updated 09:00 pm EDT, Wed October 2, 2013
Despite generous shareholder dispersals, company still mega-profitable
Such is the level of Apple's success in making its mobile device, Mac and even its "hobbies" profitable that despite a $60 billion stock buyback program and additional billions given out in dividends, the company continues to make bank faster than it can disperse its capital. According to a new report from Moody's, Apple has at least $147 billion in reserves unencumbered by debt, accounting for about 10 percent of all the cash held by non-financial US companies.
The analysis, reported by the Wall Street Journal, also notes that America's top 50 companies hold about 62 percent of US corporate cash reserves. Apple's stash is rivalled only by the combined holdings of Cisco, Google, Microsoft and Pfizer, which together account for a further 15 percent. Apple plans to disperse a total of $100 billion of that money by 2015, but investors think it will have earned all of that and more in additional sales by then.
For years, investors have grumbled that Apple hasn't done enough with its largely debt-free cash. When Apple first began to accumulate a really sizeable cash hoard under former CEO Steve Jobs, many presumed that it was insurance to make the company defensible against possible buyout or takeover attempts. As Apple entered the mainstream of consumer electronics and became the most popular individual brand name and most profitable company for music players, all-in-one computers, notebooks, streaming set-top box devices and finally smartphones and tablets -- even though it is only rarely also the marketshare leader -- stockholders began to feel shortchanged by the company's lack of dividends.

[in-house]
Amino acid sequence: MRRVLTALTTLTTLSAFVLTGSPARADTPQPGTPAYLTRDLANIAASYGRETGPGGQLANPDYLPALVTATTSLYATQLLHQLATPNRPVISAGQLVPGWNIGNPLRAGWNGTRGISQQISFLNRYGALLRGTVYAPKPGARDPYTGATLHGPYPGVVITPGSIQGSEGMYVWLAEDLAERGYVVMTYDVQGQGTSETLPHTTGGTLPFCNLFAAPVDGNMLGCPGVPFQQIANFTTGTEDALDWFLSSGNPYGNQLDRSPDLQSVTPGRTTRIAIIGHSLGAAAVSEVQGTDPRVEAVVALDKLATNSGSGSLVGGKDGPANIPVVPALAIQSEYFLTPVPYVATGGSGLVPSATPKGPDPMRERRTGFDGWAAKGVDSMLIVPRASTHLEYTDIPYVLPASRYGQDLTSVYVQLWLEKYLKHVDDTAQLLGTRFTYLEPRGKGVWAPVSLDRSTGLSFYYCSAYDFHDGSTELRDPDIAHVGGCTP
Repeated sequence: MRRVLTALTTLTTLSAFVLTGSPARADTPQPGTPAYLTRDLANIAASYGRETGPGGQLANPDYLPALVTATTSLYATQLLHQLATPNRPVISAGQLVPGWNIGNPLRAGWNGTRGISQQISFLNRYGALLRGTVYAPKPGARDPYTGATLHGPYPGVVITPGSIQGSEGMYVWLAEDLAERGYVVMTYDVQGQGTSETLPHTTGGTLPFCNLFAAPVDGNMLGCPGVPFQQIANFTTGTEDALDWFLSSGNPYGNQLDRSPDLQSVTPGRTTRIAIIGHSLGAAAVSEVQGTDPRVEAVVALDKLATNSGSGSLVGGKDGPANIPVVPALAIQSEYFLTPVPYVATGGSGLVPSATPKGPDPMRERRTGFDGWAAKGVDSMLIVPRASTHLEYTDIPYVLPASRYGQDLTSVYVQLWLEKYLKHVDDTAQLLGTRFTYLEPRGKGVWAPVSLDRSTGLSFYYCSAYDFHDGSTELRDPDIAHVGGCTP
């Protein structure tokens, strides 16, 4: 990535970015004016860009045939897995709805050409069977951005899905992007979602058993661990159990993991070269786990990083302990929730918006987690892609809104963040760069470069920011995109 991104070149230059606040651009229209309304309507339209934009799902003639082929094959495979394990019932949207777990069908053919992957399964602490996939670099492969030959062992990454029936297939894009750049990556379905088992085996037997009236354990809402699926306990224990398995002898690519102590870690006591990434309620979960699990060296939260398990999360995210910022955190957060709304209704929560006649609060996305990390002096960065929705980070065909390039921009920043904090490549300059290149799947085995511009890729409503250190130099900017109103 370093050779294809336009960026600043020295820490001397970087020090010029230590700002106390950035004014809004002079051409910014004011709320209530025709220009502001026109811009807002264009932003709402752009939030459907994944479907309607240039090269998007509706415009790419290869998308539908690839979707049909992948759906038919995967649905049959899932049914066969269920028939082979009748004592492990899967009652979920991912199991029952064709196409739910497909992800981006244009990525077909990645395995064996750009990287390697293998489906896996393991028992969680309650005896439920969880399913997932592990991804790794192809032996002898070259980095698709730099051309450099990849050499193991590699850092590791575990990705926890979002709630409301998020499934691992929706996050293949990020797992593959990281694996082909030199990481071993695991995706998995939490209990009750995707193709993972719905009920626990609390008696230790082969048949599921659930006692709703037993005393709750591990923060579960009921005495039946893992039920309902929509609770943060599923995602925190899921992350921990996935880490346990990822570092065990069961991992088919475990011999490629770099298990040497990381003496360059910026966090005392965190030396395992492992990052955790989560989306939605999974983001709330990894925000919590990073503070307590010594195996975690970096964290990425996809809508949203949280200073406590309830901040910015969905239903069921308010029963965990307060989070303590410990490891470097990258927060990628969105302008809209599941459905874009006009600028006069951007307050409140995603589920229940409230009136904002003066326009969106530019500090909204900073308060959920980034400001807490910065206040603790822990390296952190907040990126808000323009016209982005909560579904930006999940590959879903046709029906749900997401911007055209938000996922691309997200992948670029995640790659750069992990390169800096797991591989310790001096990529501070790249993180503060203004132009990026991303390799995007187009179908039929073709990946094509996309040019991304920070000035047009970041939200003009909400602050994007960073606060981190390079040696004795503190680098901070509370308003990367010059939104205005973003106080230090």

Under CEO Tim Cook, Apple restored quarterly dividends, mostly fended off Wall Street raids on its treasury and announced some precedent-setting borrowing in order to engage in an aggressive stock-buyback program, but apparently the company's efforts thus far are not enough. One investment house sued Apple to attempt to force it to return more money to shareholders, and investor Carl Icahn met with CEO Tim Cook and CFO Peter Oppenheimer to try and pressure them into doubling the size of the buyback program.
Apple's success in terms of profitability is actually difficult to fully comprehend, with the company recently knocking American perennial Coca-Cola out of the "most valuable brand" award. If Apple's iPhone business were its own company, it would earn three times in revenue what McDonald's or Nike does, twice what Goldman Sachs or Disney makes, and nearly nine times what Visa takes in annually.
A theoretical iPhone standalone business would be the ninth-largest stock on the Dow, and have larger revenues than all but the top 25 of the Fortune 500. The iPhone makes more in revenue than all of Proctor & Gamble, Boeing, Home Depot or Microsoft, and more than MS, Google and IBM put together.